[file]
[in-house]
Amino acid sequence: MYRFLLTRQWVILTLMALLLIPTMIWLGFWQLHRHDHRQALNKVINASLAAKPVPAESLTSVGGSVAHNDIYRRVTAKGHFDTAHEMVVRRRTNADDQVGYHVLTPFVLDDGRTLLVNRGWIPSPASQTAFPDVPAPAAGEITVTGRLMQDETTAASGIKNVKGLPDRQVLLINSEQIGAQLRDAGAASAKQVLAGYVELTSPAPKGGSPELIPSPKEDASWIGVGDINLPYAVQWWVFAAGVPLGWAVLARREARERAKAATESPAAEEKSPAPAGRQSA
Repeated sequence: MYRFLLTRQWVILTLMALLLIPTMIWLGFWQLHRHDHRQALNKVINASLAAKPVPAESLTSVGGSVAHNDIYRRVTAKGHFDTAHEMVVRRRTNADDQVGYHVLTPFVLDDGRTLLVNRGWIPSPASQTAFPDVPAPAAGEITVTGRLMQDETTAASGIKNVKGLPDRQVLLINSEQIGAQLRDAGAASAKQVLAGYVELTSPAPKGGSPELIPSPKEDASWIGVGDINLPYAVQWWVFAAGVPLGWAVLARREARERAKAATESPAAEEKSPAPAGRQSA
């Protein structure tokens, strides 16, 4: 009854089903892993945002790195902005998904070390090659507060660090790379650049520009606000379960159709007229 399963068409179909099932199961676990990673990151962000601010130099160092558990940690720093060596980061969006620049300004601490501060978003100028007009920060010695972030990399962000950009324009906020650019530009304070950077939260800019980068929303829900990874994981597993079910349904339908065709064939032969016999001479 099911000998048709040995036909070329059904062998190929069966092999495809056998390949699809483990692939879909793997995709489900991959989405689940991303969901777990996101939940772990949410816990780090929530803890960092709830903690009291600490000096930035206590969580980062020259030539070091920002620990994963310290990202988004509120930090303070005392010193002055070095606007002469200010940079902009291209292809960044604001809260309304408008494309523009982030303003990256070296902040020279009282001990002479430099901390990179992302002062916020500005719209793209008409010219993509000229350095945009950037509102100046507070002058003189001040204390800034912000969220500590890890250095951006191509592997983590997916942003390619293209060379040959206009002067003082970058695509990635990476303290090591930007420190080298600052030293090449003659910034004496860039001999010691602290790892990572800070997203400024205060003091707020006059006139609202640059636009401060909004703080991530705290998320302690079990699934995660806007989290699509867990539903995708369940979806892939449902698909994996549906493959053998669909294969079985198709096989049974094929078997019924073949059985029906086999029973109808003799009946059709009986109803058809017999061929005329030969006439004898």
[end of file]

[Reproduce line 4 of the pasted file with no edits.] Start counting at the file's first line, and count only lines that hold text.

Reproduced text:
């Protein structure tokens, strides 16, 4: 009854089903892993945002790195902005998904070390090659507060660090790379650049520009606000379960159709007229 399963068409179909099932199961676990990673990151962000601010130099160092558990940690720093060596980061969006620049300004601490501060978003100028007009920060010695972030990399962000950009324009906020650019530009304070950077939260800019980068929303829900990874994981597993079910349904339908065709064939032969016999001479 099911000998048709040995036909070329059904062998190929069966092999495809056998390949699809483990692939879909793997995709489900991959989405689940991303969901777990996101939940772990949410816990780090929530803890960092709830903690009291600490000096930035206590969580980062020259030539070091920002620990994963310290990202988004509120930090303070005392010193002055070095606007002469200010940079902009291209292809960044604001809260309304408008494309523009982030303003990256070296902040020279009282001990002479430099901390990179992302002062916020500005719209793209008409010219993509000229350095945009950037509102100046507070002058003189001040204390800034912000969220500590890890250095951006191509592997983590997916942003390619293209060379040959206009002067003082970058695509990635990476303290090591930007420190080298600052030293090449003659910034004496860039001999010691602290790892990572800070997203400024205060003091707020006059006139609202640059636009401060909004703080991530705290998320302690079990699934995660806007989290699509867990539903995708369940979806892939449902698909994996549906493959053998669909294969079985198709096989049974094929078997019924073949059985029906086999029973109808003799009946059709009986109803058809017999061929005329030969006439004898």